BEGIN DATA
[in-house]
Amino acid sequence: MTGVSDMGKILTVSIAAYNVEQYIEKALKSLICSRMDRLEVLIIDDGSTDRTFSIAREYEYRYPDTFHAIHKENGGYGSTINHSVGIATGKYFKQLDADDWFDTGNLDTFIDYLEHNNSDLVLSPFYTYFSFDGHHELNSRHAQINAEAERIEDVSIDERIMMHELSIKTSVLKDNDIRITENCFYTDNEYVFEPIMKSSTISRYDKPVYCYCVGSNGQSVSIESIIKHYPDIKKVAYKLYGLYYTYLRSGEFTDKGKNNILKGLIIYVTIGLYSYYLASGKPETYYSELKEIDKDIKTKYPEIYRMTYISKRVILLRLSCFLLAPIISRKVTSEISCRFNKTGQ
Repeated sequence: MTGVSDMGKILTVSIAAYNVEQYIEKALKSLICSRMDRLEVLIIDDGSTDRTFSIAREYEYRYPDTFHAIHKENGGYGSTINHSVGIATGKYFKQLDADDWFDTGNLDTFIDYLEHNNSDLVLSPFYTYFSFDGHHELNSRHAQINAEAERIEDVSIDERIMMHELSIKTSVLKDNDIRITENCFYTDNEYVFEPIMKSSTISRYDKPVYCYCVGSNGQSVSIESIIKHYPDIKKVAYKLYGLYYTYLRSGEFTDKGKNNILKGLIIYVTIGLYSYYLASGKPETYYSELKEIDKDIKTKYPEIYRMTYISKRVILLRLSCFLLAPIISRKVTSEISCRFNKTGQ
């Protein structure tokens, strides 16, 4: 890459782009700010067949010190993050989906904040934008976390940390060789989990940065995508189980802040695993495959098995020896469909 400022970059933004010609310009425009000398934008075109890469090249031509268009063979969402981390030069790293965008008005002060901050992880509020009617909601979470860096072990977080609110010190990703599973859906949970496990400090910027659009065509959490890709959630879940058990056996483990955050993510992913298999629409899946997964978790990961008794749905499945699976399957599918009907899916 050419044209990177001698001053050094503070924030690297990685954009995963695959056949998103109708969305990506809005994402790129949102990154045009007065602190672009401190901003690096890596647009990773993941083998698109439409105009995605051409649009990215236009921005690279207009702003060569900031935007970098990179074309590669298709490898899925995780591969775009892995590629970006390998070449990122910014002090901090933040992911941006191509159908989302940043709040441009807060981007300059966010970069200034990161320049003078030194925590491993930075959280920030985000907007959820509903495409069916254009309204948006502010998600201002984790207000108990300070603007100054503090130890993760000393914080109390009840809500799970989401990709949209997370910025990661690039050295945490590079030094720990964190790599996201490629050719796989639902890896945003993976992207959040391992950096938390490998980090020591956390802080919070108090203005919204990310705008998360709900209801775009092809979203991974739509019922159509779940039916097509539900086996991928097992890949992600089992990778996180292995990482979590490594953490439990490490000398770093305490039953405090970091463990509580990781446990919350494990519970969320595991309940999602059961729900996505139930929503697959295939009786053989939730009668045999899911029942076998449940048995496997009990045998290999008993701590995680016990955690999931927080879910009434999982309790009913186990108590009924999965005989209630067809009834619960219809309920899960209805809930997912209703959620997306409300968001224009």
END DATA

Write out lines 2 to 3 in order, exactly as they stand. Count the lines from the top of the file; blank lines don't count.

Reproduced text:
Amino acid sequence: MTGVSDMGKILTVSIAAYNVEQYIEKALKSLICSRMDRLEVLIIDDGSTDRTFSIAREYEYRYPDTFHAIHKENGGYGSTINHSVGIATGKYFKQLDADDWFDTGNLDTFIDYLEHNNSDLVLSPFYTYFSFDGHHELNSRHAQINAEAERIEDVSIDERIMMHELSIKTSVLKDNDIRITENCFYTDNEYVFEPIMKSSTISRYDKPVYCYCVGSNGQSVSIESIIKHYPDIKKVAYKLYGLYYTYLRSGEFTDKGKNNILKGLIIYVTIGLYSYYLASGKPETYYSELKEIDKDIKTKYPEIYRMTYISKRVILLRLSCFLLAPIISRKVTSEISCRFNKTGQ
Repeated sequence: MTGVSDMGKILTVSIAAYNVEQYIEKALKSLICSRMDRLEVLIIDDGSTDRTFSIAREYEYRYPDTFHAIHKENGGYGSTINHSVGIATGKYFKQLDADDWFDTGNLDTFIDYLEHNNSDLVLSPFYTYFSFDGHHELNSRHAQINAEAERIEDVSIDERIMMHELSIKTSVLKDNDIRITENCFYTDNEYVFEPIMKSSTISRYDKPVYCYCVGSNGQSVSIESIIKHYPDIKKVAYKLYGLYYTYLRSGEFTDKGKNNILKGLIIYVTIGLYSYYLASGKPETYYSELKEIDKDIKTKYPEIYRMTYISKRVILLRLSCFLLAPIISRKVTSEISCRFNKTGQ